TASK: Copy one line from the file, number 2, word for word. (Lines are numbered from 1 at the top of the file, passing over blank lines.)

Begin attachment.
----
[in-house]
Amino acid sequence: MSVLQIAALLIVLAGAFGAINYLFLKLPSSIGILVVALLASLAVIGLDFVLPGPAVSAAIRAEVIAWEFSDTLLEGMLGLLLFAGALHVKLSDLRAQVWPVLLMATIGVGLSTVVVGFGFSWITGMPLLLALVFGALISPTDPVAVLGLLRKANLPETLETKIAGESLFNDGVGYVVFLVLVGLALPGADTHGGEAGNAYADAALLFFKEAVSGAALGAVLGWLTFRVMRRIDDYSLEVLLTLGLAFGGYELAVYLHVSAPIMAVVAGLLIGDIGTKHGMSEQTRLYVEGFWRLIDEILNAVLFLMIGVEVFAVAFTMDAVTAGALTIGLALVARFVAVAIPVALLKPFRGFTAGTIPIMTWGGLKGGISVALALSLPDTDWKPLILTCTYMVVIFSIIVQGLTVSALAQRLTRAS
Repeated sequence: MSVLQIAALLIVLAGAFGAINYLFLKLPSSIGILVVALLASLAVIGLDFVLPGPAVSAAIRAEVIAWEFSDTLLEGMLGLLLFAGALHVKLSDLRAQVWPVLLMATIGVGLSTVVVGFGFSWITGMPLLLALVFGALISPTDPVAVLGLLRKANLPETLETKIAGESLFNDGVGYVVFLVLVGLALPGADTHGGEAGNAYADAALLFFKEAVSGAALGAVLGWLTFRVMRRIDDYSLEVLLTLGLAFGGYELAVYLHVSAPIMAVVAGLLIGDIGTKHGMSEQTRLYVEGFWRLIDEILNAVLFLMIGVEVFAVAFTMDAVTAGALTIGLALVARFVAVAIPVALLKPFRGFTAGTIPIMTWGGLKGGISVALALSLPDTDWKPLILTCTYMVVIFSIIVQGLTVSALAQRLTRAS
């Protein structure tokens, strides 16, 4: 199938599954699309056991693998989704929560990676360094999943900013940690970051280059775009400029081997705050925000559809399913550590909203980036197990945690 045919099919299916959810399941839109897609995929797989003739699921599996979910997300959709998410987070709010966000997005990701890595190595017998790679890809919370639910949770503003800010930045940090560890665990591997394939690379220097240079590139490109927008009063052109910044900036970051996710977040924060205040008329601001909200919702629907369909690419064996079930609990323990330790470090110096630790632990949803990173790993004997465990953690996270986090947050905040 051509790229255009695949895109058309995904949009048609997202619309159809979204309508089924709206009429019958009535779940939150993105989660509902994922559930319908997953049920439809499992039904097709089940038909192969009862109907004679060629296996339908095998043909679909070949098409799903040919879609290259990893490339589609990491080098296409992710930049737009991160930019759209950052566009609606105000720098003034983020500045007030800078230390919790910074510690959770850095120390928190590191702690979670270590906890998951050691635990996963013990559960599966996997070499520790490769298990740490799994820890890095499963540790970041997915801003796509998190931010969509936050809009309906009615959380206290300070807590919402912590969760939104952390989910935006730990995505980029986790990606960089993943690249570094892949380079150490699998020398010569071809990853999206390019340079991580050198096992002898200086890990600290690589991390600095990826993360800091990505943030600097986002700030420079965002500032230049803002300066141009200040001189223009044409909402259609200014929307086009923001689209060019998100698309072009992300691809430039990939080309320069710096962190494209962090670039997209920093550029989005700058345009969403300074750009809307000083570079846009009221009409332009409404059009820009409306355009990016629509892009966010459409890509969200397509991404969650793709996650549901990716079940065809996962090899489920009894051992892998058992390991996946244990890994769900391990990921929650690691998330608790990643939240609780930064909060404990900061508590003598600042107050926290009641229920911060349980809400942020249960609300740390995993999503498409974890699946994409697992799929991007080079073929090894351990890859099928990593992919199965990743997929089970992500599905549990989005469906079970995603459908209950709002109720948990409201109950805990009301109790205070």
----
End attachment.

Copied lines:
Amino acid sequence: MSVLQIAALLIVLAGAFGAINYLFLKLPSSIGILVVALLASLAVIGLDFVLPGPAVSAAIRAEVIAWEFSDTLLEGMLGLLLFAGALHVKLSDLRAQVWPVLLMATIGVGLSTVVVGFGFSWITGMPLLLALVFGALISPTDPVAVLGLLRKANLPETLETKIAGESLFNDGVGYVVFLVLVGLALPGADTHGGEAGNAYADAALLFFKEAVSGAALGAVLGWLTFRVMRRIDDYSLEVLLTLGLAFGGYELAVYLHVSAPIMAVVAGLLIGDIGTKHGMSEQTRLYVEGFWRLIDEILNAVLFLMIGVEVFAVAFTMDAVTAGALTIGLALVARFVAVAIPVALLKPFRGFTAGTIPIMTWGGLKGGISVALALSLPDTDWKPLILTCTYMVVIFSIIVQGLTVSALAQRLTRAS